29 October 2011

Everybody bleeds...

When I was young, very young, my mother taught me all of life’s hard lessons. She held nothing back. Sugar coated noting, worded nothing in age appropriate terms. She simply presented me with these lessons, and left me to decipher them, to deal with them as I so wished.

It was tough.
In fifth grade, my elementary school decided to hold an assembly for every child in my grade regarding the “differences” between the sexes. I can’t be certain why they did such, nor what they hoped to accomplish, but they did it (I’m sure parents today would have a fit over such a meeting, fearing that it would plant the seed of promiscuity in their little ten-year-olds). I think they even went so far as to bring a presenter in from outside of the school to host this!
I recall sitting on the floor in the gymnasium with one-hundred other small children while this man projected anatomical drawings of the female and male sex organs onto the wall. Information about females starting their menses was provided. Material about the growth of body hair, development of breasts, deep voices and body odor signaling the onset of puberty, in both males and females, was being thrown at us.
The snickering and whispering were non-stop.
Sitting around me were other small children, some of whom were making assumptive comments about peeing after sex to avoid pregnancy, and if you have sex while the girl is on her period, pregnancy will not occur. I, having been taught the lesson of the “birds and the bees” years earlier by my mother, had to kindly inform them that all of this was nonsense. That regardless the acts during and after sexual intercourse, if penetration occurs after a girl has become “fertile,” pregnancy is always a possibility—they just stared at me for a moment before continuing with their banter.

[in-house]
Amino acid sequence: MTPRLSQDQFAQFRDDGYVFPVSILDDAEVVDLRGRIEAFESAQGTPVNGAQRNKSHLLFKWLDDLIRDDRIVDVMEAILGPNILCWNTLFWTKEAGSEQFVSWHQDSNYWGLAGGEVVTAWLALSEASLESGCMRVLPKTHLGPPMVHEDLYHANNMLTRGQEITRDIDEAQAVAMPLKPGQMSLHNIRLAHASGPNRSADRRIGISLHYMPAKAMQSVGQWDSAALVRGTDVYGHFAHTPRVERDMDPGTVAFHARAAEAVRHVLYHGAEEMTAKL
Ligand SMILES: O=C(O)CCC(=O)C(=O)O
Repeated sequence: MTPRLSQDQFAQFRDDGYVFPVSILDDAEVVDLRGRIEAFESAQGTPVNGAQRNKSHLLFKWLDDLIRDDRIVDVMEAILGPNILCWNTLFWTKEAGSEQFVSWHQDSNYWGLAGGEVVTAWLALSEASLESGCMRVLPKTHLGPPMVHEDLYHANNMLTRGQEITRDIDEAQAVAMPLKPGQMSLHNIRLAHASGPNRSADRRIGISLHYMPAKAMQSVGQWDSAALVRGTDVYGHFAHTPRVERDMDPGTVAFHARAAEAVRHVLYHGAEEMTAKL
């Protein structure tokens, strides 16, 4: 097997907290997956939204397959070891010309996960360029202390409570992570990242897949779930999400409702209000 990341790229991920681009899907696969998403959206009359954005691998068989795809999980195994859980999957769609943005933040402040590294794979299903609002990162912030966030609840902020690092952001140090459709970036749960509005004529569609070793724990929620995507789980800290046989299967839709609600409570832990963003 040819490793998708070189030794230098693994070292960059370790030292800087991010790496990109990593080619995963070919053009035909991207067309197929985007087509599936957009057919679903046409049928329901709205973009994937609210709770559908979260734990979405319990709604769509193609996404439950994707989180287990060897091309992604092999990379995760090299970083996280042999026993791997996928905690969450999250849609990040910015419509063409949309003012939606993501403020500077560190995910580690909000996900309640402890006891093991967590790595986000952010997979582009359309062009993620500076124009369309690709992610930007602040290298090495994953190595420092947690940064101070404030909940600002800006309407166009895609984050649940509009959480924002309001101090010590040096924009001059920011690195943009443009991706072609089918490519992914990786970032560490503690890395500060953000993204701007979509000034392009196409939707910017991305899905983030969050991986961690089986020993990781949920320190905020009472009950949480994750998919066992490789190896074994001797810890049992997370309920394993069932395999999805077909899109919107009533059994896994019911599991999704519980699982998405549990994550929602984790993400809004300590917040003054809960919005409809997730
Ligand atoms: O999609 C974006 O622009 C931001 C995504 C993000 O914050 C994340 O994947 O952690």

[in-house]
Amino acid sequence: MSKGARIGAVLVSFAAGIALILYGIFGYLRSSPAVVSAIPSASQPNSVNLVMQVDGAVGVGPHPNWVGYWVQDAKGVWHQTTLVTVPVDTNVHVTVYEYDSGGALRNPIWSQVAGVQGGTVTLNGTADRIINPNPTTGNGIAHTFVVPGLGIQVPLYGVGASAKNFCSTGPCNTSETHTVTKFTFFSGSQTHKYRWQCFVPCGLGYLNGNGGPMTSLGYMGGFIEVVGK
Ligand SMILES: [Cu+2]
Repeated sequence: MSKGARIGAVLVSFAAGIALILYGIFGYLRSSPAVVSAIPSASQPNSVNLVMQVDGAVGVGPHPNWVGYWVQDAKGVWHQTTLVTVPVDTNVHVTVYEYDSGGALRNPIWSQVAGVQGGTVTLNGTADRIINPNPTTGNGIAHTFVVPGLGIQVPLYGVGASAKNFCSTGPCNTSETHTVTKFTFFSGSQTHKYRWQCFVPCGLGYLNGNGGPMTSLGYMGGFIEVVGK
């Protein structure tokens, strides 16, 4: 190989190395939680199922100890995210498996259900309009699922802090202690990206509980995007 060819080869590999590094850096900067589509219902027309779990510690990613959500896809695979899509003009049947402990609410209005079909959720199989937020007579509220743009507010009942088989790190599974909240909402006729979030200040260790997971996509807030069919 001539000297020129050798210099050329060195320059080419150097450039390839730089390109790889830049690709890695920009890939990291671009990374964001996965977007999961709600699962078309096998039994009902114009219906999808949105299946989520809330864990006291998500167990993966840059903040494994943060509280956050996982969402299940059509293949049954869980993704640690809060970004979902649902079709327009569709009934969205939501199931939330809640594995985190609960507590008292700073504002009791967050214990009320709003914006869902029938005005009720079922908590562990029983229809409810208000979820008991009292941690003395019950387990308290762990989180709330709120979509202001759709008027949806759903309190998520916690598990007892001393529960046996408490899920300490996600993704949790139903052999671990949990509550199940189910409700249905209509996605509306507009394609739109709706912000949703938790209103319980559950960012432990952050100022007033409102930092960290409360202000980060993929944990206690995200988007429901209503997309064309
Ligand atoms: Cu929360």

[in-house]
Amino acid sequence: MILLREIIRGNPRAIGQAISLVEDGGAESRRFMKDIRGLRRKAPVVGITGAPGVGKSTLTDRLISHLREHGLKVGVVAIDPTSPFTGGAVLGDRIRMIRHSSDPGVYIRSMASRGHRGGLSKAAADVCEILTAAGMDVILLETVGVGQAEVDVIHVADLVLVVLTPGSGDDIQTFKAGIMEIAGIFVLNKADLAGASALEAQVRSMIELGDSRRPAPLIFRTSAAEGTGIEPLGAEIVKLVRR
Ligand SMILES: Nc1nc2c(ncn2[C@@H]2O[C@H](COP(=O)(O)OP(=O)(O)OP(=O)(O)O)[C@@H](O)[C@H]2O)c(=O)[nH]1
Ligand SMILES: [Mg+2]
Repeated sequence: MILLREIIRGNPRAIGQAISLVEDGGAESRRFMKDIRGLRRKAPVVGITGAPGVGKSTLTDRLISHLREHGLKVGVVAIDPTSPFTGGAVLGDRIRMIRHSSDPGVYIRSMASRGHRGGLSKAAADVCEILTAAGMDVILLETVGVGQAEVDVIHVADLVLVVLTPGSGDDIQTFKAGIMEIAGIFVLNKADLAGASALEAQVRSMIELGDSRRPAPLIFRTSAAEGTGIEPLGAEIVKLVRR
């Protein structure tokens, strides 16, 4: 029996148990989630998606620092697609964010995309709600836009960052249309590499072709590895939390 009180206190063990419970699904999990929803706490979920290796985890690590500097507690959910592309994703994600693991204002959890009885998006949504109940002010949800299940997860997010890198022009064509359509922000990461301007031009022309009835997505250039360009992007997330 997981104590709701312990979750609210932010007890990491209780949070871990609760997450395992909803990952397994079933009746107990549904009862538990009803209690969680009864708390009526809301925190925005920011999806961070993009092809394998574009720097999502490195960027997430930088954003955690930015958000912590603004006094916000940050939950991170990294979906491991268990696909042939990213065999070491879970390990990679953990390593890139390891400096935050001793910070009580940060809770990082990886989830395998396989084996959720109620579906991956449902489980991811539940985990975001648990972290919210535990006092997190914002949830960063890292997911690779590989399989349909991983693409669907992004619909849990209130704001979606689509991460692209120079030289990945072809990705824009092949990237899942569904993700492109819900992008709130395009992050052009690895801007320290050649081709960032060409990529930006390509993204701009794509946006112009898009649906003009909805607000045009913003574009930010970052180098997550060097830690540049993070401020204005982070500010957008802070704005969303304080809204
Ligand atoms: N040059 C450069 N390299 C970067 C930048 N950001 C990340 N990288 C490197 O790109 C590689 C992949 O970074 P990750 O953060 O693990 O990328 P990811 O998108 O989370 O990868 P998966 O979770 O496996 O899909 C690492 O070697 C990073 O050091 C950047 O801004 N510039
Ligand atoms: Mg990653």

Three years later, I was the only girl I knew who didn’t freak out when I started my period. I knew what it was. I knew that the three, yes three underarm hairs that had sprouted, and fuzz that formed “down below” the summer before were sure signs of the monthly crimson tide to come. I started my menses, began using my mother’s sanitary napkins (without needed instructions), and went about my business. It was nearly a year later when my mother finally took note of her more quickly dwindling supply of feminine hygiene products and asked me if “it” had happened. “It had,” I told her, “about a year ago.”
She was up in arms. Asking me why I hadn’t told her. I simply reminded her that she told me years ago what it was, and that it would eventually happen to me; that it was only natural. She just looked at me, and started to say, “You know what this means right. You know that now…” I interrupted her by saying, “That if I have sex with a boy I can get pregnant, I know. I don’t plan on having sex.” 

 I still don’t know how to explain the expression on her face. I don’t know if it was a look of, “Oh my god, my little girl is growing up,” or an expression of, “Damn, I taught this girl well!” Regardless her thoughts, it was what it was. I went about my business, fertile and free...she went about hers, calling my aunts and anyone else she knew to tell them the news, old news.
In addition to teaching me about female fertility, puberty and reproduction, my mother taught me about life…more so the finality of it; the lack of human immortality. I handled the bird’s and the bee’s lesson very well. Absorbed the facts and went about my day.  The next lesson was not as easy of a pill to swallow—it’s still stuck in my throat today…

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